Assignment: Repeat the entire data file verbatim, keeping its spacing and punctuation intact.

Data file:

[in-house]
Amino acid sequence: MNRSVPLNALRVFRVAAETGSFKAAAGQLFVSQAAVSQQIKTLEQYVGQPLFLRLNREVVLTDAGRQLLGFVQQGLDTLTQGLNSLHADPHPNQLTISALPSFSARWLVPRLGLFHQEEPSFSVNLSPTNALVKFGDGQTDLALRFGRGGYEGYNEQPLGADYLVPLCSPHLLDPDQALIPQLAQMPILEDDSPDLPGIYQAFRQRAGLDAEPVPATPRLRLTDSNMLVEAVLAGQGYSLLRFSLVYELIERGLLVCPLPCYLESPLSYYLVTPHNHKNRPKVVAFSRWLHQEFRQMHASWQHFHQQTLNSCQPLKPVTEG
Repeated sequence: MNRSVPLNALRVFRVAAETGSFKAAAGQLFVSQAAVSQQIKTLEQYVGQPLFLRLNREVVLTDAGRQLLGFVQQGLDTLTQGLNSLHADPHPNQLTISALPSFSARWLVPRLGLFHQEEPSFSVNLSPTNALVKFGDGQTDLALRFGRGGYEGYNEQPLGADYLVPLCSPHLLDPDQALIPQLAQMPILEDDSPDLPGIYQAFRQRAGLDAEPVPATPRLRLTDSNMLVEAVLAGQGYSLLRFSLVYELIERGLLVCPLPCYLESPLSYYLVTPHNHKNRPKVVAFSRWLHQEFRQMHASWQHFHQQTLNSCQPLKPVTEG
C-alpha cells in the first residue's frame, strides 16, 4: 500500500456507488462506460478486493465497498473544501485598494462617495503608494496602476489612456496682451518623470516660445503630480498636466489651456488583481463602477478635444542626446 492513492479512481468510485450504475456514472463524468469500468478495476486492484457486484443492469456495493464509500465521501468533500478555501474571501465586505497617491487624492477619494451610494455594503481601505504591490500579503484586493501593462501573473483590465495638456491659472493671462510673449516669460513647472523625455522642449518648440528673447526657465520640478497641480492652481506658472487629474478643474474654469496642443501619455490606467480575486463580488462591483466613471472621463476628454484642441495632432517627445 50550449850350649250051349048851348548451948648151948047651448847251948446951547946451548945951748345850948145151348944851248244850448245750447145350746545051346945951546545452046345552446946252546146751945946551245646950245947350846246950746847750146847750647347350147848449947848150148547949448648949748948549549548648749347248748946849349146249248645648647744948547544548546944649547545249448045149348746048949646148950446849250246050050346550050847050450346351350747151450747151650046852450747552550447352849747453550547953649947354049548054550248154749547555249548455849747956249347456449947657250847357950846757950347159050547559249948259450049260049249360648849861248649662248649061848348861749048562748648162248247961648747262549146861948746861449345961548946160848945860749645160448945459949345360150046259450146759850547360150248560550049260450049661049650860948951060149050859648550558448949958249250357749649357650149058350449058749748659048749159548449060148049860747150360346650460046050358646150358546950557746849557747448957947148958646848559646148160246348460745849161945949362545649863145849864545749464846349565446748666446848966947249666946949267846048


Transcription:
[in-house]
Amino acid sequence: MNRSVPLNALRVFRVAAETGSFKAAAGQLFVSQAAVSQQIKTLEQYVGQPLFLRLNREVVLTDAGRQLLGFVQQGLDTLTQGLNSLHADPHPNQLTISALPSFSARWLVPRLGLFHQEEPSFSVNLSPTNALVKFGDGQTDLALRFGRGGYEGYNEQPLGADYLVPLCSPHLLDPDQALIPQLAQMPILEDDSPDLPGIYQAFRQRAGLDAEPVPATPRLRLTDSNMLVEAVLAGQGYSLLRFSLVYELIERGLLVCPLPCYLESPLSYYLVTPHNHKNRPKVVAFSRWLHQEFRQMHASWQHFHQQTLNSCQPLKPVTEG
Repeated sequence: MNRSVPLNALRVFRVAAETGSFKAAAGQLFVSQAAVSQQIKTLEQYVGQPLFLRLNREVVLTDAGRQLLGFVQQGLDTLTQGLNSLHADPHPNQLTISALPSFSARWLVPRLGLFHQEEPSFSVNLSPTNALVKFGDGQTDLALRFGRGGYEGYNEQPLGADYLVPLCSPHLLDPDQALIPQLAQMPILEDDSPDLPGIYQAFRQRAGLDAEPVPATPRLRLTDSNMLVEAVLAGQGYSLLRFSLVYELIERGLLVCPLPCYLESPLSYYLVTPHNHKNRPKVVAFSRWLHQEFRQMHASWQHFHQQTLNSCQPLKPVTEG
C-alpha cells in the first residue's frame, strides 16, 4: 500500500456507488462506460478486493465497498473544501485598494462617495503608494496602476489612456496682451518623470516660445503630480498636466489651456488583481463602477478635444542626446 492513492479512481468510485450504475456514472463524468469500468478495476486492484457486484443492469456495493464509500465521501468533500478555501474571501465586505497617491487624492477619494451610494455594503481601505504591490500579503484586493501593462501573473483590465495638456491659472493671462510673449516669460513647472523625455522642449518648440528673447526657465520640478497641480492652481506658472487629474478643474474654469496642443501619455490606467480575486463580488462591483466613471472621463476628454484642441495632432517627445 50550449850350649250051349048851348548451948648151948047651448847251948446951547946451548945951748345850948145151348944851248244850448245750447145350746545051346945951546545452046345552446946252546146751945946551245646950245947350846246950746847750146847750647347350147848449947848150148547949448648949748948549549548648749347248748946849349146249248645648647744948547544548546944649547545249448045149348746048949646148950446849250246050050346550050847050450346351350747151450747151650046852450747552550447352849747453550547953649947354049548054550248154749547555249548455849747956249347456449947657250847357950846757950347159050547559249948259450049260049249360648849861248649662248649061848348861749048562748648162248247961648747262549146861948746861449345961548946160848945860749645160448945459949345360150046259450146759850547360150248560550049260450049661049650860948951060149050859648550558448949958249250357749649357650149058350449058749748659048749159548449060148049860747150360346650460046050358646150358546950557746849557747448957947148958646848559646148160246348460745849161945949362545649863145849864545749464846349565446748666446848966947249666946949267846048